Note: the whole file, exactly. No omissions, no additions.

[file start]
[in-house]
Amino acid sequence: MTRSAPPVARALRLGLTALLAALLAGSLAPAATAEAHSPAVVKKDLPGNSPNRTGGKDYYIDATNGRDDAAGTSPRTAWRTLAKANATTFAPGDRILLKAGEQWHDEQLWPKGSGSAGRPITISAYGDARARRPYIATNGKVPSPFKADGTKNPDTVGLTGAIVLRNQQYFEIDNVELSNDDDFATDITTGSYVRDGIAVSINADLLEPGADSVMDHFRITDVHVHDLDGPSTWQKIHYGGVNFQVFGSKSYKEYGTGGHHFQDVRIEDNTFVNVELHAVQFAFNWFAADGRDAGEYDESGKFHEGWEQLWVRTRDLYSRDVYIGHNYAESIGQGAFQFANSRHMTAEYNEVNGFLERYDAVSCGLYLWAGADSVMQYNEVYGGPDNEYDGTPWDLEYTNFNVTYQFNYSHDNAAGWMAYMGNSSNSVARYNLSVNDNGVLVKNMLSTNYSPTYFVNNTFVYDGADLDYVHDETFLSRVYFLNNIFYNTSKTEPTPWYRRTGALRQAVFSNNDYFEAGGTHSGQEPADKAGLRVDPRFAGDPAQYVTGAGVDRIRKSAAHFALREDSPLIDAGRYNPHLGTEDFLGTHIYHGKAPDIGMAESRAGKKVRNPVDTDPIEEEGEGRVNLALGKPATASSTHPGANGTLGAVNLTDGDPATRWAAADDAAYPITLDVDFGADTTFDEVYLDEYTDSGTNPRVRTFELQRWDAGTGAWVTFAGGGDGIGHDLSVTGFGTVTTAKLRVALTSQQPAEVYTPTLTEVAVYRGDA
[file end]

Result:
[in-house]
Amino acid sequence: MTRSAPPVARALRLGLTALLAALLAGSLAPAATAEAHSPAVVKKDLPGNSPNRTGGKDYYIDATNGRDDAAGTSPRTAWRTLAKANATTFAPGDRILLKAGEQWHDEQLWPKGSGSAGRPITISAYGDARARRPYIATNGKVPSPFKADGTKNPDTVGLTGAIVLRNQQYFEIDNVELSNDDDFATDITTGSYVRDGIAVSINADLLEPGADSVMDHFRITDVHVHDLDGPSTWQKIHYGGVNFQVFGSKSYKEYGTGGHHFQDVRIEDNTFVNVELHAVQFAFNWFAADGRDAGEYDESGKFHEGWEQLWVRTRDLYSRDVYIGHNYAESIGQGAFQFANSRHMTAEYNEVNGFLERYDAVSCGLYLWAGADSVMQYNEVYGGPDNEYDGTPWDLEYTNFNVTYQFNYSHDNAAGWMAYMGNSSNSVARYNLSVNDNGVLVKNMLSTNYSPTYFVNNTFVYDGADLDYVHDETFLSRVYFLNNIFYNTSKTEPTPWYRRTGALRQAVFSNNDYFEAGGTHSGQEPADKAGLRVDPRFAGDPAQYVTGAGVDRIRKSAAHFALREDSPLIDAGRYNPHLGTEDFLGTHIYHGKAPDIGMAESRAGKKVRNPVDTDPIEEEGEGRVNLALGKPATASSTHPGANGTLGAVNLTDGDPATRWAAADDAAYPITLDVDFGADTTFDEVYLDEYTDSGTNPRVRTFELQRWDAGTGAWVTFAGGGDGIGHDLSVTGFGTVTTAKLRVALTSQQPAEVYTPTLTEVAVYRGDA